INDIANAPOLIS — A recent study by the IU Fairbanks School of Public Health, and confirmed by the Centers for Disease Control, indicates COVID-19 is likely more widespread in Indiana than was first thought, and the chances of dying from the coronavirus is much higher compared to influenza.
The CDC’s decision to publish the Fairbanks study now is giving researchers across the country and around the world a better handle on how pervasive and deadly the virus is.
“It is certainly possible that people may be infected and not know about it,” said Dr. Nir Menachemi, author of the study that is the only one of its kind the U.S. “You might have already been infected and not know about it.”
The Indiana State Department of Health today reported 58,673 total confirmed cases of the coronavirus in Indiana, an overall 9% positivity rate based on 654,413 tests.
Marion County is reported to have 13,094 total confirmed cases, an overall 12.3% positivity rate based on 106,695 tests.
But Dr. Menachemi said those raw numbers don’t necessarily paint the full picture of the prevalence of COVID-19 in Indiana or Indianapolis.
“The people who test positive are not necessarily representative of everyone who is infected, mainly because we’ve had a shortage of tests in the U.S., so, who gets tested are the people who are most symptomatic and the most severe and most worried, so that probably leaves out a big chunk of folks who are asymptomatic or not as severe.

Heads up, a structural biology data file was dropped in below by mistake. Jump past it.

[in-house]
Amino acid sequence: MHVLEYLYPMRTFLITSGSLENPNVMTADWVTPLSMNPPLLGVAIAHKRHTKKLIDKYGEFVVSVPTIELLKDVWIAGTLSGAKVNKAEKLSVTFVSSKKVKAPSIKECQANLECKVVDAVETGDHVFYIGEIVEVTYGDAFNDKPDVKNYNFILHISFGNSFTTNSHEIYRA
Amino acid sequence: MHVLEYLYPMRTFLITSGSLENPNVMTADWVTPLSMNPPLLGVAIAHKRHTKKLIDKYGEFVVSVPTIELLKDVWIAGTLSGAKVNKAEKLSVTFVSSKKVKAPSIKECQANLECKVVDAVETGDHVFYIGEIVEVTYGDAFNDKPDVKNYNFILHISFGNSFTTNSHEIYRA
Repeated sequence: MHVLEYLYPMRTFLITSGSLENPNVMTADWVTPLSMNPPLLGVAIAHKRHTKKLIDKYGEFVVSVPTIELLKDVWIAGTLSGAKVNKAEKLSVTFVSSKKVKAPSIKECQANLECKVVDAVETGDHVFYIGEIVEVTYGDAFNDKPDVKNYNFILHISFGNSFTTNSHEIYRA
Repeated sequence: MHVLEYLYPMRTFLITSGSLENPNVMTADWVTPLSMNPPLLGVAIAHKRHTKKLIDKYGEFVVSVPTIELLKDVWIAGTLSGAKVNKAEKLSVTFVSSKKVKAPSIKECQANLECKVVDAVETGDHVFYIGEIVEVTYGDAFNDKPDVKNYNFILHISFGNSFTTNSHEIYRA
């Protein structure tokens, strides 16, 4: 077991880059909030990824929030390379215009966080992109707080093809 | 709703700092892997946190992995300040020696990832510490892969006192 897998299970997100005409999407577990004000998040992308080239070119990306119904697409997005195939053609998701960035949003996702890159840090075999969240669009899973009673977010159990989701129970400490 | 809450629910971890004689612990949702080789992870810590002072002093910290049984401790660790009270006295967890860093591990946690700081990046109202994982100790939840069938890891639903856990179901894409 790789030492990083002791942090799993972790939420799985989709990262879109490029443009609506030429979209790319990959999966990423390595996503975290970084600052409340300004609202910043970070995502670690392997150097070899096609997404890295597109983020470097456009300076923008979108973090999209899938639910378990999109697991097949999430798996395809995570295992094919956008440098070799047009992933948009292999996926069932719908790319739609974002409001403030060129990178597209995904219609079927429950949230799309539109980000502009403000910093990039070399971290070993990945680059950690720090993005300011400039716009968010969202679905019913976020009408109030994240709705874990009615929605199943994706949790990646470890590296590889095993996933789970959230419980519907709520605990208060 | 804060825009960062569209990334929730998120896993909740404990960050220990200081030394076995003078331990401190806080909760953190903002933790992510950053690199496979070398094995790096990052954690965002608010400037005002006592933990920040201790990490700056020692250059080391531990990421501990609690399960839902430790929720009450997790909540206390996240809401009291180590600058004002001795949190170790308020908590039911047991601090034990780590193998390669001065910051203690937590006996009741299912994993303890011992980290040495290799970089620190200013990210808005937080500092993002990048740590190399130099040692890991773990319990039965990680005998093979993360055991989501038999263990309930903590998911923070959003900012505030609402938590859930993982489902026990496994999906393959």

“We know most about the disease from people at the top of the pyramid and not even all that are medically attended are tested,” said Dr. Menachemi. “But it’s still not capturing everyone who is symptomatic and asymptomatic but not getting tested or not going to the doctor, and this bottom of the pyramid we estimated to be about 10 times larger than the top of the pyramid.”
According to the Fairbanks model, it’s possible up to approximately 600,000 Hoosiers have been infected with the coronavirus.
The study finds the chances of dying from a confirmed case of COVID-19 at one in 172, making the disease six times more lethal than influenza.
A model from the Institute for Health Metrics and Evaluation shows a sharp uptick in positive coronavirus cases beginning about a month ago in Indiana.
The seven-day daily positive infection rate average statewide bottomed out in mid-June at 4.9%, according to ISDH figures, but has climbed steadily back up to 8% this past week.
In Marion County, that seven-day daily positive return rate dropped to 4.3% a month ago, but has bounced back up to 10.3% over the last seven days.
Those daily percentage increases come as more low-risk or non-symptomatic individuals have sought testing.
Soon, parents throughout Marion County will be sending their children back to school, colleges across the state will reopen for the fall semester, and the Indianapolis 500 Mile Race is expected to welcome some 60,000 fans to the corner of West 16th Street and Georgetown Road on August 23.
“To the extent possible, we’d love to test people at the Indy 500 if that was possible,” said Dr. Menachemi. “Set up booths and make sure that people are getting tested and make sure people are adhering to guidelines.”
As of today, ISDH reported the coronavirus death toll in Indiana at 2,666.
The IHME model predicts COVID-19 will take 3,382 Hoosier lives by the first of November.